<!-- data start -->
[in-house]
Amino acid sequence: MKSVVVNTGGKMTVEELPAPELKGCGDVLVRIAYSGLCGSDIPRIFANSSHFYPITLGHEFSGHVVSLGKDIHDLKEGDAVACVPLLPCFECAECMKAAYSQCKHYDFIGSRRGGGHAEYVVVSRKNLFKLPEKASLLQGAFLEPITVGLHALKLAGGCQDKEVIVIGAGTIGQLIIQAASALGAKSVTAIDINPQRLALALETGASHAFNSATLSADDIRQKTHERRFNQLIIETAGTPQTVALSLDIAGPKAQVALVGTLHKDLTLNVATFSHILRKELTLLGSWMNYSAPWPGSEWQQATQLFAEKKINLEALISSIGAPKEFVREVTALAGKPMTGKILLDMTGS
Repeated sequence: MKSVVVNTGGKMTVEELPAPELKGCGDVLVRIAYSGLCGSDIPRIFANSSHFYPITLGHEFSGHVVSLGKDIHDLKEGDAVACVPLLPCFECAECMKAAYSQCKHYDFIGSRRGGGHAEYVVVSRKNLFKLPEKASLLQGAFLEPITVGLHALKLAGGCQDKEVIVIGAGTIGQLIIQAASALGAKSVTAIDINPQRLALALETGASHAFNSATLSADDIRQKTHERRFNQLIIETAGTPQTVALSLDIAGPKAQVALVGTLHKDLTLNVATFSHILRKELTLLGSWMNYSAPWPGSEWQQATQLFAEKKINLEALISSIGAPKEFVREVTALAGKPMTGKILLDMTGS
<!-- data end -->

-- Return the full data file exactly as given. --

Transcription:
[in-house]
Amino acid sequence: MKSVVVNTGGKMTVEELPAPELKGCGDVLVRIAYSGLCGSDIPRIFANSSHFYPITLGHEFSGHVVSLGKDIHDLKEGDAVACVPLLPCFECAECMKAAYSQCKHYDFIGSRRGGGHAEYVVVSRKNLFKLPEKASLLQGAFLEPITVGLHALKLAGGCQDKEVIVIGAGTIGQLIIQAASALGAKSVTAIDINPQRLALALETGASHAFNSATLSADDIRQKTHERRFNQLIIETAGTPQTVALSLDIAGPKAQVALVGTLHKDLTLNVATFSHILRKELTLLGSWMNYSAPWPGSEWQQATQLFAEKKINLEALISSIGAPKEFVREVTALAGKPMTGKILLDMTGS
Repeated sequence: MKSVVVNTGGKMTVEELPAPELKGCGDVLVRIAYSGLCGSDIPRIFANSSHFYPITLGHEFSGHVVSLGKDIHDLKEGDAVACVPLLPCFECAECMKAAYSQCKHYDFIGSRRGGGHAEYVVVSRKNLFKLPEKASLLQGAFLEPITVGLHALKLAGGCQDKEVIVIGAGTIGQLIIQAASALGAKSVTAIDINPQRLALALETGASHAFNSATLSADDIRQKTHERRFNQLIIETAGTPQTVALSLDIAGPKAQVALVGTLHKDLTLNVATFSHILRKELTLLGSWMNYSAPWPGSEWQQATQLFAEKKINLEALISSIGAPKEFVREVTALAGKPMTGKILLDMTGS